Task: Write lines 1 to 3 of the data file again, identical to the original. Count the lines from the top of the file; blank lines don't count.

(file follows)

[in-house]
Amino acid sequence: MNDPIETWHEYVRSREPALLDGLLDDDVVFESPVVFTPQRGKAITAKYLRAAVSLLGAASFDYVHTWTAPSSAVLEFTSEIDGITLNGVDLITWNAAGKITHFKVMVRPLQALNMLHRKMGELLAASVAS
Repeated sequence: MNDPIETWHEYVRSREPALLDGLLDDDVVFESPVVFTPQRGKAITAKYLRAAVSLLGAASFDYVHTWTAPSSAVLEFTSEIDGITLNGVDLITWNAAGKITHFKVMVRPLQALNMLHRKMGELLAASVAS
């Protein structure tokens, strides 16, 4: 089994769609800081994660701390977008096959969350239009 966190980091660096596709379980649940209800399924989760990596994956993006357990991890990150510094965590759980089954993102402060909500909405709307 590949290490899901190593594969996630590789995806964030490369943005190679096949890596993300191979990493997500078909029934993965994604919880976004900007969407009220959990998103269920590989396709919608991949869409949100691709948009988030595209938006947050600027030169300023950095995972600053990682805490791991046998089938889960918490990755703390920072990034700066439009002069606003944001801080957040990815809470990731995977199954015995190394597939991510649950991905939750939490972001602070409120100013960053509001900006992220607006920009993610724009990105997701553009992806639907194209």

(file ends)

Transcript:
[in-house]
Amino acid sequence: MNDPIETWHEYVRSREPALLDGLLDDDVVFESPVVFTPQRGKAITAKYLRAAVSLLGAASFDYVHTWTAPSSAVLEFTSEIDGITLNGVDLITWNAAGKITHFKVMVRPLQALNMLHRKMGELLAASVAS
Repeated sequence: MNDPIETWHEYVRSREPALLDGLLDDDVVFESPVVFTPQRGKAITAKYLRAAVSLLGAASFDYVHTWTAPSSAVLEFTSEIDGITLNGVDLITWNAAGKITHFKVMVRPLQALNMLHRKMGELLAASVAS